The Music Safari discovers great Symphonic Prog from Armenia’s Oaksenham!

Yesterday among my “Just for You” recommendations at MOG was  the album Conquest of  the Pacific from the band Oaksenham. The album was released in 2006 and was recommended because I had listened to Kerrs Pink and Dead Heroes Club.Since I had enjoyed both of those bands,  I read the info  about the band. When I read that they were Armenian the hunt became more interesting!  So  I downloaded  the album to the iPhone and what I found was some great symphonic prog-rock!  The highlight for me was the flute! Some background from their website:

OAKSENHAM was founded in 2001 on the basis of another Armenian prog-rock band of nineties “Dumbarton Oaks” (D.O.). The bass player Vahagn Papayan, and D.O. second unit drummer Ashot Korganyan were waiting for more than half decade to move on with the work once interrupted. In 2001 flute and keyboard player Valery Tolstov joined them to confirm the core around which the other musicians assembled one after one. The band’s first gig was held at the “Pacific” festival on September 30, 2001. The band appeared with a completely acoustic line-up including flute (Valery Tolstov), bassoon (Vahagn Papayan, aka Jeff), oboe (Harutyun Shakhkyan), guitar (Henry Karagyozyan, “The King’s Cross”), percussion (Ashot Korganyan) added with violin and cello. Two instrumental arrangements of immortal Gentle Giant compositions were performed – Talybont and On Reflection, as well as three movements from 5-piece suite called “Conquest of the Pacific. Read More

Now about here is where I usually take a break and tell you more about the country of origin of the band, in this case Armenia. What I have decided from now on is to write about the country at my social studies blog Socialstudious. So if you’re like me and are interested in the country that gave us these musicians follow the link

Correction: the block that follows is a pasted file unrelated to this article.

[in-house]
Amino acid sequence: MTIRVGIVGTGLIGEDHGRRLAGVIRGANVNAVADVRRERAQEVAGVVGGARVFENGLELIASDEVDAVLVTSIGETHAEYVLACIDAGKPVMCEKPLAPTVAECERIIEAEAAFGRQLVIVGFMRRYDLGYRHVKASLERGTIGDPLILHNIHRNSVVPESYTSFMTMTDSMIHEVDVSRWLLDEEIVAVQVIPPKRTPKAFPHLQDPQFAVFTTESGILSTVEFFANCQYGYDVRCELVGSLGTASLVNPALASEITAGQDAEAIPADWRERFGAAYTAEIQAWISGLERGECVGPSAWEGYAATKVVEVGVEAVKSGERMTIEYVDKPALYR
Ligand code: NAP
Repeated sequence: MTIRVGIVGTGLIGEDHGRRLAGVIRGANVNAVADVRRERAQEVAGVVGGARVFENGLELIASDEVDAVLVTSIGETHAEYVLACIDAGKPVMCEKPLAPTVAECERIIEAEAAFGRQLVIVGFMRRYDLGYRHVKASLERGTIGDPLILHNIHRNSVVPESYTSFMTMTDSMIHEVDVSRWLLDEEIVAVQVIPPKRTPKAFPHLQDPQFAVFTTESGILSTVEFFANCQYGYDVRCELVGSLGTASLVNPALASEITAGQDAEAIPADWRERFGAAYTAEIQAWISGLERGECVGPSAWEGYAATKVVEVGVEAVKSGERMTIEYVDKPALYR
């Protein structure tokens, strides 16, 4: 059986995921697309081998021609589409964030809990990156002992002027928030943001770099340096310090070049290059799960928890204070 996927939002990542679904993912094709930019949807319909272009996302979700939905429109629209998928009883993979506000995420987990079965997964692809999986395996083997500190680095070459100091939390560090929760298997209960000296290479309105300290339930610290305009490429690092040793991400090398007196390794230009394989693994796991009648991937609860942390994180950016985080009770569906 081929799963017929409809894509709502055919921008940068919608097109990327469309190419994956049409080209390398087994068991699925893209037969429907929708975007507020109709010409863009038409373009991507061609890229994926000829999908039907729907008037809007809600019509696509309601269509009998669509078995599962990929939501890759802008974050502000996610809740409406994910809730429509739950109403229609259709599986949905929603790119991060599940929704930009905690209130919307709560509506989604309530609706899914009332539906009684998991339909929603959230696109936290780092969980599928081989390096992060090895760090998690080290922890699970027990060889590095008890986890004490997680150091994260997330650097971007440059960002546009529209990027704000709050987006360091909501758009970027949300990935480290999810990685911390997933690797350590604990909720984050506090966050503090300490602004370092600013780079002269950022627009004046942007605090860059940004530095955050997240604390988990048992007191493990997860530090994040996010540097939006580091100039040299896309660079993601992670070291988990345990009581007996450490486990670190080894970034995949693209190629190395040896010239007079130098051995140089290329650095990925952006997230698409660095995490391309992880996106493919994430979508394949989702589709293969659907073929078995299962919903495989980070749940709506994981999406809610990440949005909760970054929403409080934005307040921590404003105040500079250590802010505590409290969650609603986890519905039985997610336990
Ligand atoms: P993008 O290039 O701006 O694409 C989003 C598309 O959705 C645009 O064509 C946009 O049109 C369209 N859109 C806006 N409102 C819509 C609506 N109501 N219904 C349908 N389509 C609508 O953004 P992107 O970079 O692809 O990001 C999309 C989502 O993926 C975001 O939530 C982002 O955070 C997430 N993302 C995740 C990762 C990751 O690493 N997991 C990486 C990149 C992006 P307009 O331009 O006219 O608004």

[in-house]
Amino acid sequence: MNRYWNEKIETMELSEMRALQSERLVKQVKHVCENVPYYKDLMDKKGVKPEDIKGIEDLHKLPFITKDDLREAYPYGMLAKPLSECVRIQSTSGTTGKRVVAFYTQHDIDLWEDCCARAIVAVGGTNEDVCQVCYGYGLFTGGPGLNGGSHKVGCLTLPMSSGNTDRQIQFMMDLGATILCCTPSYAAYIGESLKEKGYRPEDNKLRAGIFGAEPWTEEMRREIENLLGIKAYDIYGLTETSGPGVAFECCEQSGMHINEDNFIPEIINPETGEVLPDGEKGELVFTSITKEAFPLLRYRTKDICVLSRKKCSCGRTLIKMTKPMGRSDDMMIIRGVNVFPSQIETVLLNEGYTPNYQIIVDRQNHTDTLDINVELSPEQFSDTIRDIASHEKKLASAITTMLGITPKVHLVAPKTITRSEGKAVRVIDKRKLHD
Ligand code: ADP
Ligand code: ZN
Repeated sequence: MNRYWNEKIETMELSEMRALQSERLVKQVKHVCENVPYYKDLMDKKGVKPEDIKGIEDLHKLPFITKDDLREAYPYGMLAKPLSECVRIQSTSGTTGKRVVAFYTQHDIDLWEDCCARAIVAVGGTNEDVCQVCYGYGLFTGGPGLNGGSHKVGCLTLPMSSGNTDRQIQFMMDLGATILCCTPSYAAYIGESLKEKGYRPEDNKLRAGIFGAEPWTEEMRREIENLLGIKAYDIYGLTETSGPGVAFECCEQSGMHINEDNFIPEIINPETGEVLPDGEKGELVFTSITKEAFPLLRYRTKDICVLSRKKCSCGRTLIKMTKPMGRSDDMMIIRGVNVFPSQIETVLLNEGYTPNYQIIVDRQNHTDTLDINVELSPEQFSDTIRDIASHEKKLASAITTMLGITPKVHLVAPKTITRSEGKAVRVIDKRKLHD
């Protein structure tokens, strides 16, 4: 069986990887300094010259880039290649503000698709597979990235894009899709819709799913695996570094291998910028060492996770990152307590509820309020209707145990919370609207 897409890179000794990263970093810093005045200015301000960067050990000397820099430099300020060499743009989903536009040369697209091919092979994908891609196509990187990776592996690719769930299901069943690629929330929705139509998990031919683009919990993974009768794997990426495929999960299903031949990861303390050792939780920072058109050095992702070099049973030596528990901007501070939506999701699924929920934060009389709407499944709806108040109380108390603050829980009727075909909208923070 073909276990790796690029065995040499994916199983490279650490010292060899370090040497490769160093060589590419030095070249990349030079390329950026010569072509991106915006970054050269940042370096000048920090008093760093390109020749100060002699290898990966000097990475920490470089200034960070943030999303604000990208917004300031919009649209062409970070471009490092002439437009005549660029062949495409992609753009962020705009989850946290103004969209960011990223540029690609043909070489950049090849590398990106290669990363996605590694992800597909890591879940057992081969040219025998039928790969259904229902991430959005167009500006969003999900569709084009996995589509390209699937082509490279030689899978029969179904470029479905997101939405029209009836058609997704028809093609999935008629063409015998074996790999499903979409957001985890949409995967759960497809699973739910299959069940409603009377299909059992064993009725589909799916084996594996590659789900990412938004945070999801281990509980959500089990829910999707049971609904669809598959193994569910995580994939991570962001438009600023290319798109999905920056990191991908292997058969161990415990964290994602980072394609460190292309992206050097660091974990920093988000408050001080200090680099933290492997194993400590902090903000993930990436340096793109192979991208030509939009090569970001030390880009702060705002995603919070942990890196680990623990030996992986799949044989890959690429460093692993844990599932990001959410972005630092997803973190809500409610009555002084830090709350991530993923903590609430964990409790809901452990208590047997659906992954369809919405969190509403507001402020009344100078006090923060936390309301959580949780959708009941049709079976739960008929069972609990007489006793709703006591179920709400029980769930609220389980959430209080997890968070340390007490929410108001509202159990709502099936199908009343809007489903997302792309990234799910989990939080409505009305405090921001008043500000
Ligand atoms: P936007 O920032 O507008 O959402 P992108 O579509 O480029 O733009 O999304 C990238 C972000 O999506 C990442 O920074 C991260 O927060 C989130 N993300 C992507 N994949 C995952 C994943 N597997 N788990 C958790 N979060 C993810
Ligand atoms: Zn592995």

When I went to YouTube to find the video posted below I read the following from Willizblog?:

… Their style reminds me quite a bit of early Camel, due to the way flute is used, but also in the overall feel. There’s some of the gentle, “verdent countryside” feel of Jethro Tull’s more pastoral offerings, and also a bit of classical counterpoint stylings á la Gentle Giant (in fact there’s a nicely-done GG tribute cut, “Talybont / Three Friends” on this album). In addition to this, there’s some fusiony guitar, bass and drum sections and folkish violin work Read More.

Because of the flute I was reminded of Camel and Jethro Tull too, when I was listening to them. Overall I really enjoyed the album and since it is all instrumentals I think it may well become an album that will provide a great soundtrack at work!!